Haiti's agony-who's in charge?

September 21, 2005

by Rickey Singh

HAITI'S elections continue to be elusive. Latest indications out of Port-au-Prince is that the presidential and legislative elections now scheduled for November 20, may also be delayed.

What's constant is the seeming ineptitude of the US-created interim administration and a Provisional Electoral Council that mirrors the political infighting and self-serving agendas of those in "authority'' that contribute to the barriers frustrating elections-readiness. Who is in charge?

It may be easy for some to finger the Bush administration for poor "governance'' in Haiti, having got rid of the Jean Bertrand Aristide presidency in the coup of February 29, 2004. Surely the Bush administration cannot escape blame.

But that would be to excuse the very Haitians it had anointed to help put in place clean and democratic governance.

High among such Haitians would be interim President Boniface Alexandre (remember him?) He was Chief Justice under the Aristide presidency.

What role is Alexandre really playing to enable some semblance of fairness and justice in the temporary governance of Haiti, along with the US choice as prime minister, Gerard Latortue?

Is Alexandre showing any interest in the politics of revenge that have resulted in known armed political gangsters being given preferential treatment by the justice administration system while leading Aristide loyalists, among them ex-Prime Minister Neptune, and now the imprisoned priest and presidential aspirant, Gerard Jean-Juste, continue to suffer?

Neither Alexandre nor Latortue appears to have been affected by the angry warning that came from Justice Minister Henri Dorlean that it was "unacceptable for judges and prosecutors to use their powers to keep people in jail in violation of the law...''

Up to a month ago, according to the Justice Minister approximately 95 per cent of an estimated 1,300 prisoners were languishing in jail for months without being charged or placed before the courts.

Questions are also being asked as to why those who were charged with murder but known for their roles in violent opposition to the Aristide administration, such as Louis-Jodel Chamblain, could be released from prison, pending trial, but ex-PM Neptune and leading activists of Aristide's Lavalas party remain incarcerated?

Further, frustrated Haitians, not known to be supporters of Lavalas, have been asking, amid all the reported incompetence and divisions within the Electoral Council, what initiatives have Alexandre and Latortue undertaken to improve the efficient functioning of that body.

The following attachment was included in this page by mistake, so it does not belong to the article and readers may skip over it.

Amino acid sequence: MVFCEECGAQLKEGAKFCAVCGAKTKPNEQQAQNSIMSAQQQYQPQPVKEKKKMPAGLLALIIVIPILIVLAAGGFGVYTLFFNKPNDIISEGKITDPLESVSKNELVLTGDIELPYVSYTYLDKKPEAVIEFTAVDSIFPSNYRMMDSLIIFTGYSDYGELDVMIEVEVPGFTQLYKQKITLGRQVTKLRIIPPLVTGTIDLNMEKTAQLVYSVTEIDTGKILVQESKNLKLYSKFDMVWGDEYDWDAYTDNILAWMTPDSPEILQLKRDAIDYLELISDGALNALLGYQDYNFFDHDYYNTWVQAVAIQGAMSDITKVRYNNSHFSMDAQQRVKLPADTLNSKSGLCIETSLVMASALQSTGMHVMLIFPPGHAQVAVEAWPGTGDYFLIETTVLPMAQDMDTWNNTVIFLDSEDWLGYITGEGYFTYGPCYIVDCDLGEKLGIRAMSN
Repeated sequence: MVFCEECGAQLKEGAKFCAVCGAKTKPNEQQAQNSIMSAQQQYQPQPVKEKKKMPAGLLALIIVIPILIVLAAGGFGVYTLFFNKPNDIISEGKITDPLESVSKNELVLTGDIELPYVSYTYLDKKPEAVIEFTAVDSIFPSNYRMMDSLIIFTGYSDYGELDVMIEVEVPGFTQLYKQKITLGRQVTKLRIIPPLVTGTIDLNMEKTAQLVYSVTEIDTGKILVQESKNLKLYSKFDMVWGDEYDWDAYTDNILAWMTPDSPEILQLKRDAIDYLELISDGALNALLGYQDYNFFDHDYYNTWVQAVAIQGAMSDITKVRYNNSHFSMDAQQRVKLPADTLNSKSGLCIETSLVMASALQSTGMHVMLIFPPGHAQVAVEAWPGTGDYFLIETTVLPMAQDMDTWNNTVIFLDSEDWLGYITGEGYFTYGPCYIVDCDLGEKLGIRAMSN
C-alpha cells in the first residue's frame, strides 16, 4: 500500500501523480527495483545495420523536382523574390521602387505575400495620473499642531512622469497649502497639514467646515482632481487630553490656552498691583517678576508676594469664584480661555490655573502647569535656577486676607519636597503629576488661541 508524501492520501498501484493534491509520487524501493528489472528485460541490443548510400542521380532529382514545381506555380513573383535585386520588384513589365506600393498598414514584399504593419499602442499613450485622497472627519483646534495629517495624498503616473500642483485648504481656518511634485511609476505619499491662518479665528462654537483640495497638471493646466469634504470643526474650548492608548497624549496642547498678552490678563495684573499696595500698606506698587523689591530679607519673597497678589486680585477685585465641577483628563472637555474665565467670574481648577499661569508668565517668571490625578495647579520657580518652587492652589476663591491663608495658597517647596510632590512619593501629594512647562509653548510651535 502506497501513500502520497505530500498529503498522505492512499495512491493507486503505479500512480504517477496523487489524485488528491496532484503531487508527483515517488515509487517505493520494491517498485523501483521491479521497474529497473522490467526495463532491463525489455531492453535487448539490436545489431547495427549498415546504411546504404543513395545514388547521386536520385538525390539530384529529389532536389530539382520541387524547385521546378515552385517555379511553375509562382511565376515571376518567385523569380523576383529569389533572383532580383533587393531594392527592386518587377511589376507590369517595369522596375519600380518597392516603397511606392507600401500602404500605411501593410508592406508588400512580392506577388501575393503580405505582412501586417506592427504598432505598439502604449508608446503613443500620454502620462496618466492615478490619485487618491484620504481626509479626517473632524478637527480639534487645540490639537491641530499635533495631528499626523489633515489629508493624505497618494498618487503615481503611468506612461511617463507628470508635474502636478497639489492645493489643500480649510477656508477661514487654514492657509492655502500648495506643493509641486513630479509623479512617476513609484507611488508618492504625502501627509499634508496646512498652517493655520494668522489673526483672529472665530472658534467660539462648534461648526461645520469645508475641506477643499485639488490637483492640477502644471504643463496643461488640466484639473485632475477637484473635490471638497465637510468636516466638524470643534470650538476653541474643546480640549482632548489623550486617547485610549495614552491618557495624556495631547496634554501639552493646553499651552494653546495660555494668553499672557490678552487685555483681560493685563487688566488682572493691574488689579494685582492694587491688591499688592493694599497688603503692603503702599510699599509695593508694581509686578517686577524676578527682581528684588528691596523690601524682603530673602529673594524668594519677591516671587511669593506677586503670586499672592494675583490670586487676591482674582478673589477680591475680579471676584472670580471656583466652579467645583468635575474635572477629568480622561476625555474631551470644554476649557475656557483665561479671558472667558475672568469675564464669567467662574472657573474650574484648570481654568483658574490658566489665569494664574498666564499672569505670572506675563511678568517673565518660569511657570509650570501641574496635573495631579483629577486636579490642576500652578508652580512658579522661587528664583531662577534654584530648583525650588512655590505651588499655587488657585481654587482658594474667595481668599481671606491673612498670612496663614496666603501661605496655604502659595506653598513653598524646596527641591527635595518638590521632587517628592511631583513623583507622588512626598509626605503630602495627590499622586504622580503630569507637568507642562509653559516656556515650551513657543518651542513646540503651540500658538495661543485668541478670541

For instance, while the Electoral Council claims to have registered some 2.2 million potential voters, or about 50 per cent eligible to cast their ballots, the reality is, according to reports from Port-au-Prince, that the great majority of them are yet to receive the photo ID that will confirm their registration.

If elections go ahead under existing arrangements then, as noted by human rights representatives monitoring the situation, it is unlikely that there could be more than one million voters at the polls.

That would be just one fourth of the estimated four million Haitians eligible to vote. Even so, electoral fraud on a massive scale is feared.

The problem gets worse when it is realised that although about 30 candidates would have registered as presidential hopefuls by the September 15 closing date, the Electoral Council is yet to rule on the validity of their credentials.

There is no secret about the Council's own bias against Aristide's Lavalas party.

Consequently, while there has been hasty registration of known hateful anti-Aristide elements, among them 65-year-old Haitian-born Texas businessman Dumarsais Simeus, who has been living outside Haiti for some 44 years, technicalities have been raised to deprive, for example, the Aristide and Lavalas-backed Catholic priest, Jean-Juste, held in prison without being placed before the courts.

Last weekend, as PM Latortue was meeting with UN Secretary General Kofi Annan, UN officials were reflecting on some of the fears of Haitian electoral and human rights representatives over reports that fraud and lack of transparency could seriously undermine free and fair elections if held under existing arrangements in November-or whenever.


Copyright © 2005 Trinidad Express.

Trinidad & Tobago Express
http://www.trinidadexpress.com/index.pl/article_opinion?id=103094380

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Forwarded by the Haitian Lawyers Leadership Network
http://www.margueritelaurent.com/law/lawpress.html
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